FIG 2
FIG 2
Parasite load, survival, and systemic IL-18 levels in caspase-1/11-deficient mice. (A) Bioluminescence imaging (BLI) of infected caspase-1/11 knockouts and controls on days 5 to 7 following infection with 76K GFP-LUC (10,000 tachyzoites i.p.). Images shown are for 3 mice. (B) Quantifications are from 8 mice imaged/group. (C) Aggregate survival of caspase-1/11-knockout mice (n = 13/group) compared with WT C57BL/6NTac control mice (n = 10/group). (D) IL-18 measurements in serum of caspase-1/11-deficient mice on day 5 after infection were significantly different from WT (P < 0.001) when infected with 76K GFP-LUC. No detectable levels of IL-1β were detected in circulation.
FIG 3
FIG 3
Parasite load, survival, and systemic IL-18 levels in ASC- and NLRP3-knockout mice following Toxoplasma challenge. (A) Bioluminescence imaging of 76K GFP-LUC-infected mice (various strains, 10,000 tachyzoites, i.p. route) on days 5 to 7 following infection is shown. Images shown are from two or three representative mice from 2 to 6 mice/group from one representative experiment. The experiment shown is one of 3 (WT) or 2 (ASC and NLRP3) independent experiments. (B) P values (t test) comparing luciferase activity for each knockout strain to C57BL/6J are <0.05. (C) Aggregate survival curve of ASC (n = 8)- and NLRP3 (n = 5)-knockout mice compared with WT C57BL/6J control mice (n = 13). (D) IL-18 measurements in serum of deficient mice on day 5 after infection. No detectable levels of IL-1β were detected in circulation.
FIG 4
FIG 4
Parasite load, survival, and systemic IL-18 levels in NLRP1-knockout mice following Toxoplasma challenge. (A) Bioluminescence imaging of 76K GFP-LUC-infected mice (various strains, 10,000 tachyzoites, i.p. route) on days 5 to 7 following infection is shown. Images shown are three representative mice from 4 to 6 mice/group from one representative experiment. The experiment shown is one of 2 WT or 2 NLRP1 independent experiments. (B) P values (t test) comparing luciferase activity for each knockout strain to C57BL/6NTac are <0.05. (C) Aggregate survival curve of NLRP1 (n = 10)-knockout mice compared with WT C57BL/6NTac control mice (n = 10). (D) IL-18 measurements in serum of deficient mice on day 5 after infection. No detectable levels of IL-1β were detected in circulation.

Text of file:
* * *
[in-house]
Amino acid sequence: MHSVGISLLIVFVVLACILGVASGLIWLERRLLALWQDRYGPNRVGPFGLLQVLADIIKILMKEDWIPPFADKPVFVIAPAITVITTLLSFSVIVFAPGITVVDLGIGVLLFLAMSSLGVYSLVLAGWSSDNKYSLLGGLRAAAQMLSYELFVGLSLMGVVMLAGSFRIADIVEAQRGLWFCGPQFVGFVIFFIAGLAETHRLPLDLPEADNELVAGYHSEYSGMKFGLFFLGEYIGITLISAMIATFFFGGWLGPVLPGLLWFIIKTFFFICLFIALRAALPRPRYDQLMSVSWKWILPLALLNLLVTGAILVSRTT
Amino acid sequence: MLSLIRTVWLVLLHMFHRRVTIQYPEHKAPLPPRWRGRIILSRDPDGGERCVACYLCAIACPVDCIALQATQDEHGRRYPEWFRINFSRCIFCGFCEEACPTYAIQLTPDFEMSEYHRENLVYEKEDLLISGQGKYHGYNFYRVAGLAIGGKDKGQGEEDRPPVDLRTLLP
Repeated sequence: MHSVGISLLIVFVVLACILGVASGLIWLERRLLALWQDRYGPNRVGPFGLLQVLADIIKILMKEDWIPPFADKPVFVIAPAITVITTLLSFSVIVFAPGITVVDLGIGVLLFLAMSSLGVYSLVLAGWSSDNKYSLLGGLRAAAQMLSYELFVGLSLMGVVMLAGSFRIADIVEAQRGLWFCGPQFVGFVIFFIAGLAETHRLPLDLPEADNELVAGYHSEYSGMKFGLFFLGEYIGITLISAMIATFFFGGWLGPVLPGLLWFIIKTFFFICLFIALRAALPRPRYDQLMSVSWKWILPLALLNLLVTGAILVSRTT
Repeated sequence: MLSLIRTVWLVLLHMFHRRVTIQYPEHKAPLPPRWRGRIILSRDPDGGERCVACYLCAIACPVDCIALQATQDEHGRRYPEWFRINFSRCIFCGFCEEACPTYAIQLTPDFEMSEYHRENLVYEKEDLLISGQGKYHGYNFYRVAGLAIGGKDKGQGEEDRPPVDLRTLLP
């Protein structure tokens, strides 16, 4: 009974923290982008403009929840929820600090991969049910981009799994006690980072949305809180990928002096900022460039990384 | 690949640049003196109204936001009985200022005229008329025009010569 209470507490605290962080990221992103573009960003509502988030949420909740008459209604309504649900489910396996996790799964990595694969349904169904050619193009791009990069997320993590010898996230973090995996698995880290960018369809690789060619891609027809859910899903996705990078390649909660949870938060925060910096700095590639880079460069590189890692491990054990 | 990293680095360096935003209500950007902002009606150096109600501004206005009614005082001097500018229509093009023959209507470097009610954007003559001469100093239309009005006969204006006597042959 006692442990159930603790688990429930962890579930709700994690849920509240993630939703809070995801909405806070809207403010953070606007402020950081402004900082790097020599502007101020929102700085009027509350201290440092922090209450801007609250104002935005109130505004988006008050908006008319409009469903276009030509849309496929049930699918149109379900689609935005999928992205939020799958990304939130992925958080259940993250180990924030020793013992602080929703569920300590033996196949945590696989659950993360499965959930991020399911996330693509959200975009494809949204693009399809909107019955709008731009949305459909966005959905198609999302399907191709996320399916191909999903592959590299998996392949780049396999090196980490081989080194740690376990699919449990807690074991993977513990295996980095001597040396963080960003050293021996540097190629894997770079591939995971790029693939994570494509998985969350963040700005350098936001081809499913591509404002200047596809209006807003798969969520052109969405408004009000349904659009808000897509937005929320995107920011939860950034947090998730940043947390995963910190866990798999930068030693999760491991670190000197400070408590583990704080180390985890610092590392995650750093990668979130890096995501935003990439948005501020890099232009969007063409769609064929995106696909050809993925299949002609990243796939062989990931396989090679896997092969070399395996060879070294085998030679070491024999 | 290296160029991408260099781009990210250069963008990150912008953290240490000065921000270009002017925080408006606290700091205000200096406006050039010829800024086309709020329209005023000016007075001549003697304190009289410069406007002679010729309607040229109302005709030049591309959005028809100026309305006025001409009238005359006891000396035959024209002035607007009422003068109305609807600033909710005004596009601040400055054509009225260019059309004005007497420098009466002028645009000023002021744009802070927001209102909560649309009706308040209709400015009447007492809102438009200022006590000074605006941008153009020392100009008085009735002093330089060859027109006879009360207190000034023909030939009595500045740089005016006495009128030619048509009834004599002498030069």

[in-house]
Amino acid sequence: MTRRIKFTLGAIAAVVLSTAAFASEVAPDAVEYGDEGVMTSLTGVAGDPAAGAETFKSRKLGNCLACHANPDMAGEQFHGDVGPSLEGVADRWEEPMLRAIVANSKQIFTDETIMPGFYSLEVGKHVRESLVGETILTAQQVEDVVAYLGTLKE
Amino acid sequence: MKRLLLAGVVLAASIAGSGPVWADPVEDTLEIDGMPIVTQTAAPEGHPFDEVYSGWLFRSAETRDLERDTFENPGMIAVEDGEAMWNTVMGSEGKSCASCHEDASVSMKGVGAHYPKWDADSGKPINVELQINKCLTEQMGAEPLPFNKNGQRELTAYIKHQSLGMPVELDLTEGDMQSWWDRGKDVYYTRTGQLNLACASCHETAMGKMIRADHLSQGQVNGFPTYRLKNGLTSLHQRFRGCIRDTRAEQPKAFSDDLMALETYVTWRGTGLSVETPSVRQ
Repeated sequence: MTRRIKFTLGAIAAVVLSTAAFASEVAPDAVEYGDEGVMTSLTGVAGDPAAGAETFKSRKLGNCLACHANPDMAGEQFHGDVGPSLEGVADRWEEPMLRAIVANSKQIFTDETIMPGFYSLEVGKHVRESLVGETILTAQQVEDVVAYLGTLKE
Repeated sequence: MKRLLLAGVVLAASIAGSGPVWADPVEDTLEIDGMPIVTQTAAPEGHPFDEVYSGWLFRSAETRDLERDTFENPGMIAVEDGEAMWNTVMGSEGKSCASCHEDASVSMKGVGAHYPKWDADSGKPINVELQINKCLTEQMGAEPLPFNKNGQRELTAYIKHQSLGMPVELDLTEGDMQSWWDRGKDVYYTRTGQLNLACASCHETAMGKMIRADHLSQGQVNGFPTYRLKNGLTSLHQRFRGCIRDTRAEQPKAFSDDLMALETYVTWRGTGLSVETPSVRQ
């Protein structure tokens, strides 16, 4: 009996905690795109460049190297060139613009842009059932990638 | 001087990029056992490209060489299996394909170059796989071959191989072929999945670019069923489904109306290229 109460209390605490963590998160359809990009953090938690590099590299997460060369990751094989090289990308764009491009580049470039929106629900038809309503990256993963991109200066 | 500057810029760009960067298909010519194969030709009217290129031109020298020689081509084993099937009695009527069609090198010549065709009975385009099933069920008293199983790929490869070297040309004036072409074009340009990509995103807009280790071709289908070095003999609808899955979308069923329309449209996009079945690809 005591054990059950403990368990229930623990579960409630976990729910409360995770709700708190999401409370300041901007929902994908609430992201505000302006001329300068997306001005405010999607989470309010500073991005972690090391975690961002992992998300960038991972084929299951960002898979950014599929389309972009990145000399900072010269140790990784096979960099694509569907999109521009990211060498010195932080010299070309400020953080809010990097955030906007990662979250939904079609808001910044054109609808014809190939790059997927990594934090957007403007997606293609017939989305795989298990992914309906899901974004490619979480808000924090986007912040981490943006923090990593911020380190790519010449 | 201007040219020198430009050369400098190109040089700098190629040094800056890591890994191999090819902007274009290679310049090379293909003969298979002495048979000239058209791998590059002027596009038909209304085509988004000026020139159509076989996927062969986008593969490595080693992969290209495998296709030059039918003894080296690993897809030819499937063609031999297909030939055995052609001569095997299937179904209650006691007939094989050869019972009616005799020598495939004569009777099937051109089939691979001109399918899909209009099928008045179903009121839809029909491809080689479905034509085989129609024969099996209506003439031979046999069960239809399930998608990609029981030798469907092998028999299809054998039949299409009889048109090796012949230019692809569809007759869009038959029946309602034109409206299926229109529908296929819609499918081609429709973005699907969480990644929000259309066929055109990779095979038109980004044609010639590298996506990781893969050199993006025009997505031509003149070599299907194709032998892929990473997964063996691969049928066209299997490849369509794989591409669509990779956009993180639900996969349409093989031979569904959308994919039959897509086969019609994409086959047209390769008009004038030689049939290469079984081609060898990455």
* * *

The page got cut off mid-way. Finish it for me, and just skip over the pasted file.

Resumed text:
FIG 5
FIG 5
Parasite load, survival, and systemic IL-18 levels in IL-18- and IL-18R-knockout mice. (A) Bioluminescence imaging of 76K GFP-LUC-infected mice (various strains, 10,000 tachyzoites, i.p. route) on days 4 to 7 following infection is shown. Images shown are 2 to 3 representative mice from 3 to 6 mice/group. The experiment shown is one of 2 IL-1β, 4 IL-18, or 4 IL-18R independent experiments. (B) P values (t test) comparing luciferase activity for each knockout strain to C57BL/6J are <0.05. (C) Aggregate survival curve of IL-1R (n = 9)-, IL-18 (n = 19)-, and IL-18R (n = 13)-knockout mice compared with WT C57BL/6J control mice (n = 13). (D) IL-18 measurements in serum of deficient mice on day 5 after infection. No detectable levels of IL-1β were detected in circulation.